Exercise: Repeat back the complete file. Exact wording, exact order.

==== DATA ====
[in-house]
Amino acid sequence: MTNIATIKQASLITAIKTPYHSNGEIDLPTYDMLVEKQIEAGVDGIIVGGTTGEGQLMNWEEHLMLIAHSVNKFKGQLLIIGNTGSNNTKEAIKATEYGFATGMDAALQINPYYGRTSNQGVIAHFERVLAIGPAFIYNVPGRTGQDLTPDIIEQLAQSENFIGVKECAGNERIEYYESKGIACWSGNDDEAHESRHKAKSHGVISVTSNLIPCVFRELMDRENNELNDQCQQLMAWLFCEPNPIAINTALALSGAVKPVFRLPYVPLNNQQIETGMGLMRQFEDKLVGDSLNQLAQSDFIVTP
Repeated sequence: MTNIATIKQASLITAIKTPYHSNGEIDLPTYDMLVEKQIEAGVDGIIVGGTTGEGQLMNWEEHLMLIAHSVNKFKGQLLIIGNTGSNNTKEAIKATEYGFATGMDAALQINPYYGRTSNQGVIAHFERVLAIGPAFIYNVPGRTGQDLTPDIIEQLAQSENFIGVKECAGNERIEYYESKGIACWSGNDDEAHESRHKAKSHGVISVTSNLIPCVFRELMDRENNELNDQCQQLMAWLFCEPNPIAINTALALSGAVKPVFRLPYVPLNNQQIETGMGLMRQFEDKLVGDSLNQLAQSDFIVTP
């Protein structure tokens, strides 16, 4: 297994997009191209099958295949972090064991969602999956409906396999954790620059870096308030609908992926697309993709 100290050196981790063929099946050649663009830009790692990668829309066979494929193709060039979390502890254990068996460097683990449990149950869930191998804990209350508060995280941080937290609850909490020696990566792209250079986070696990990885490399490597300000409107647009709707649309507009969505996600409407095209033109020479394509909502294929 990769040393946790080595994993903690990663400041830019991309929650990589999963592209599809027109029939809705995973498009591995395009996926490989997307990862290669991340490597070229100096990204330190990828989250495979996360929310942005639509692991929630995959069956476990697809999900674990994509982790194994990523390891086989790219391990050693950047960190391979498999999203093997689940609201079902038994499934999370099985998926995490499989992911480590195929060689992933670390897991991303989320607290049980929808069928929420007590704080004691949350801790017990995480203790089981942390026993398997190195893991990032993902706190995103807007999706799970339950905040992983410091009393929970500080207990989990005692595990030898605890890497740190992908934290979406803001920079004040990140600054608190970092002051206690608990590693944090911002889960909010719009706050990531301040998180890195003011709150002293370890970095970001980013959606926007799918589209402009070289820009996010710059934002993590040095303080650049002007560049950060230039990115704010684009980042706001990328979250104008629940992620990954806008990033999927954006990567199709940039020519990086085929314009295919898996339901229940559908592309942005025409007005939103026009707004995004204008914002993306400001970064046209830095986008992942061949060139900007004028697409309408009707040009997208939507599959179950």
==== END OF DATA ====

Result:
[in-house]
Amino acid sequence: MTNIATIKQASLITAIKTPYHSNGEIDLPTYDMLVEKQIEAGVDGIIVGGTTGEGQLMNWEEHLMLIAHSVNKFKGQLLIIGNTGSNNTKEAIKATEYGFATGMDAALQINPYYGRTSNQGVIAHFERVLAIGPAFIYNVPGRTGQDLTPDIIEQLAQSENFIGVKECAGNERIEYYESKGIACWSGNDDEAHESRHKAKSHGVISVTSNLIPCVFRELMDRENNELNDQCQQLMAWLFCEPNPIAINTALALSGAVKPVFRLPYVPLNNQQIETGMGLMRQFEDKLVGDSLNQLAQSDFIVTP
Repeated sequence: MTNIATIKQASLITAIKTPYHSNGEIDLPTYDMLVEKQIEAGVDGIIVGGTTGEGQLMNWEEHLMLIAHSVNKFKGQLLIIGNTGSNNTKEAIKATEYGFATGMDAALQINPYYGRTSNQGVIAHFERVLAIGPAFIYNVPGRTGQDLTPDIIEQLAQSENFIGVKECAGNERIEYYESKGIACWSGNDDEAHESRHKAKSHGVISVTSNLIPCVFRELMDRENNELNDQCQQLMAWLFCEPNPIAINTALALSGAVKPVFRLPYVPLNNQQIETGMGLMRQFEDKLVGDSLNQLAQSDFIVTP
């Protein structure tokens, strides 16, 4: 297994997009191209099958295949972090064991969602999956409906396999954790620059870096308030609908992926697309993709 100290050196981790063929099946050649663009830009790692990668829309066979494929193709060039979390502890254990068996460097683990449990149950869930191998804990209350508060995280941080937290609850909490020696990566792209250079986070696990990885490399490597300000409107647009709707649309507009969505996600409407095209033109020479394509909502294929 990769040393946790080595994993903690990663400041830019991309929650990589999963592209599809027109029939809705995973498009591995395009996926490989997307990862290669991340490597070229100096990204330190990828989250495979996360929310942005639509692991929630995959069956476990697809999900674990994509982790194994990523390891086989790219391990050693950047960190391979498999999203093997689940609201079902038994499934999370099985998926995490499989992911480590195929060689992933670390897991991303989320607290049980929808069928929420007590704080004691949350801790017990995480203790089981942390026993398997190195893991990032993902706190995103807007999706799970339950905040992983410091009393929970500080207990989990005692595990030898605890890497740190992908934290979406803001920079004040990140600054608190970092002051206690608990590693944090911002889960909010719009706050990531301040998180890195003011709150002293370890970095970001980013959606926007799918589209402009070289820009996010710059934002993590040095303080650049002007560049950060230039990115704010684009980042706001990328979250104008629940992620990954806008990033999927954006990567199709940039020519990086085929314009295919898996339901229940559908592309942005025409007005939103026009707004995004204008914002993306400001970064046209830095986008992942061949060139900007004028697409309408009707040009997208939507599959179950």